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Books

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It's So Easy: And Other Lies by Duff McKagan

If you're looking for a racy, behind the scenes rock n' roll chronicle this isn't it.  This engaging memoir by Guns N' Roses bassist Duff McKagan is more of a reflection on his substance abuse, and overcoming it, with his life in music as a background.

Zone One by Colson Whitehead

In Whitehead’s post-apocalyptic thriller, the world is divided into two types:  the infected and the uninfected.  The world has been hit by a plague, but now it is receding and the uninfected are slowly taking back their cities.  Mark Spitz is a heavily armed civilian volunteer who is helping to eliminate remaining infected individuals.  He and his team are on the island of Manhattan cleaning out Zone One, trying to set up the base for resettlement.  Whitehead’s description of a devastated NYC is as frightening as the scenes remembered by his characters. 

The Complete Game: Reflections on Baseball, Pitching and Life on the Mound by Ron Darling

Starting pitcher for the New York Mets from 1983 to 1991, Darling eloquently describes the beautiful cruelty of our national pastime. This is less a technical description of the mechanics and tactics of pitching (though you will find plenty of that, too) than an insightful and captivating exploration of what goes on inside the mind of the man who occupies this uniquely strategic position. Rich with fascinating anecdotes and notes on the subtler aspects of the game, Darling provides a marvelous expose on the inner life of pitchers. Great preparation for spring training!

The Rope by Nevada Barr

Looking to get as far away as possible from Manhattan after the death of her husband, Anna Pigeon takes a job as a seasonal ranger at the Glen Canyon National Recreation Area on Lake Powell.  One day on a hike in the canyons she comes across three men attacking a woman; the next thing she knows she is waking up in a 20-foot deep hole in the ground.  How Anna saves herself from this predicament and others provides the back story for this long-running series character's decison to become a National Park Service Ranger.  As always, Barr provides a twisty mystery in a gorgeousl

Unbroken: A World War II Story of Survival, Resilience, and Redemption by Laura Hillenbrand

One in three Americans captured by the Japanese in WWII died in captivity. This is the gripping story of one who survived. After enlisting in the Army Air Corps, sometime juvenile delinquent and Olympic runner Louis Zamperini's odyssey takes a decidedly grim turn when the B-24 on which he serves as a bombadier crashes in the Pacific. After drifting for 47 days, he is picked up by the Japanese. And the story turns hellish. For two and a half years he  endures the sadistic torture of his guards, humiliation, starvation, medical experiments, slave labor and disease.

Happy 200th Birthday, Charles Dickens

Happy 200th, Charles Dickens.  Arguably the greatest Victorian novelist, Dickens was born on February 7, 1812 in Landport, Portsmouth, England.  Dickens is best known for his works such as A Christmas Carol and Oliver Twist.  He was also a great traveler and visited the United States two times, during which visits he spent a significant amount of time in the Boston area visiting the likes of Ralph Waldo Emerson and Henry Wadsworth Longfellow.  Learn more about his life in the recent biography Charles Dickens: A Life by Clai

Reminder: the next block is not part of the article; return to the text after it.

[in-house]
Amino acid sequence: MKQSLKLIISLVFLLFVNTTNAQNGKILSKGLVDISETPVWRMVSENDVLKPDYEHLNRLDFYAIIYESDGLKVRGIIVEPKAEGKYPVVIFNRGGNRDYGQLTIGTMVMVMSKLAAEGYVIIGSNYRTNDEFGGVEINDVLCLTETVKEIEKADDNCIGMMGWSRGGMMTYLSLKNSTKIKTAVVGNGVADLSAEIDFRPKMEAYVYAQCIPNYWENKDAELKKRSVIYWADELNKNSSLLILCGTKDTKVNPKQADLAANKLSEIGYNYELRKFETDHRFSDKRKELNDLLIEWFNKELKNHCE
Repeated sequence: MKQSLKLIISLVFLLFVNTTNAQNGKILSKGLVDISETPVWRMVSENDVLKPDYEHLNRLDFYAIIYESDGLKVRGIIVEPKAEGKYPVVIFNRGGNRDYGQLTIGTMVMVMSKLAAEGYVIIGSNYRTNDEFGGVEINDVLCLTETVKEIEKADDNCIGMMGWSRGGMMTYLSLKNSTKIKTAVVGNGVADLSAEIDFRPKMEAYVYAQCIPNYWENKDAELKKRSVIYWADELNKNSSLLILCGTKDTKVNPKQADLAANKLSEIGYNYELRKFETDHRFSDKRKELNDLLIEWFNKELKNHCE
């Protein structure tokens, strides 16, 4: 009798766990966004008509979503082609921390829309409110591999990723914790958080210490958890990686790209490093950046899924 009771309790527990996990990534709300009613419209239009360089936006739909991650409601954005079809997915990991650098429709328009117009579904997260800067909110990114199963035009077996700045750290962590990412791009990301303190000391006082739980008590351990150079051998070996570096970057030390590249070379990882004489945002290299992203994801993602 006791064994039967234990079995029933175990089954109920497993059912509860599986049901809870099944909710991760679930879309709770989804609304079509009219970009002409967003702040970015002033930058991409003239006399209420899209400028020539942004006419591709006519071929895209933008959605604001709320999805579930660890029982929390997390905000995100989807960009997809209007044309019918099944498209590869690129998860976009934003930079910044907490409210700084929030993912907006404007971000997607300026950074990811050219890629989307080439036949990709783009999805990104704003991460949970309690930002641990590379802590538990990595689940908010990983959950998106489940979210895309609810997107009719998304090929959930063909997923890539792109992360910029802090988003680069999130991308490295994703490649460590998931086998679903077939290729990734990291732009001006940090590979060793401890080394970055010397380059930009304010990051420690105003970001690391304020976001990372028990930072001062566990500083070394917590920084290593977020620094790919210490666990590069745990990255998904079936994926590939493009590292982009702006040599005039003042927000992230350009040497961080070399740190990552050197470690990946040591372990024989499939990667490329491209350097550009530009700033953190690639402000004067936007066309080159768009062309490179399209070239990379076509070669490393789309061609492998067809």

Cain by Jose Saramago

This posthumously published short novel was the last book written by Nobel Laureate Jose Saramago.  After Cain kills his brother Abel, he is forced to wander forever, through space and time, through the Old Testament.  Along the way, Cain runs into characters and situations that we are all familiar with:  Noah, Abraham, Sodom and Gomorrah, and the Tower of Babel.   Saramago’s powerful retelling of Bible stories is not short on satire and contains the author’s usual charm. 

Fun & Games by Duane Swierczynski

Fast, Furious & Funny: be prepared to read this high-octane thriller in one sitting because it's almost impossible to put down. House sitter Charlie Hardie stumbles into an assassination attempt when he arrives at a Hollywood Hills client's home, and spends the rest of the story trying to evade and outsmart the hitmen (and woman) called the Accident People. One critic called the book "insanely entertaining" and I have to agree! Better yet, it's the first in a trilogy.

Emily Hudson by Melissa Jones

Emily Hudson, a penniless orphan who lost her family to consumption and fever, is forced to accept the grudging hospitality of her aunt and uncle.  Emily does not fit into the dour straitlaced Cornford household where the least show of enthusiasm is deemed inappropriate.  Her cousin William, a novelist,  takes an interest in her watching every emotion and reaction as if thinking about how he would write the scene in a novel, even going so far as to interfere in events to create situations to observe.   Ultimately the novel is about how Emily learns to stand up for

The House of Silk by Anthony Horowitz

Can’t get enough Sherlock Holmes?  It seems that the famous inspector has made quite a comeback for himself.  The House of Silk offers the first Holmes novel to be authorized by the Arthur Conan Doyle Estate in 125 years.  Narrated by Watson, this is an excellent Holmes story.  The mysteries and deductions abound.  Horowitz uses excellent pacing as the clues are slowly revealed.  I quite enjoyed this book and hope to see more from Horowitz (author of the Alex Rider books and Foyle’s War TV series). 

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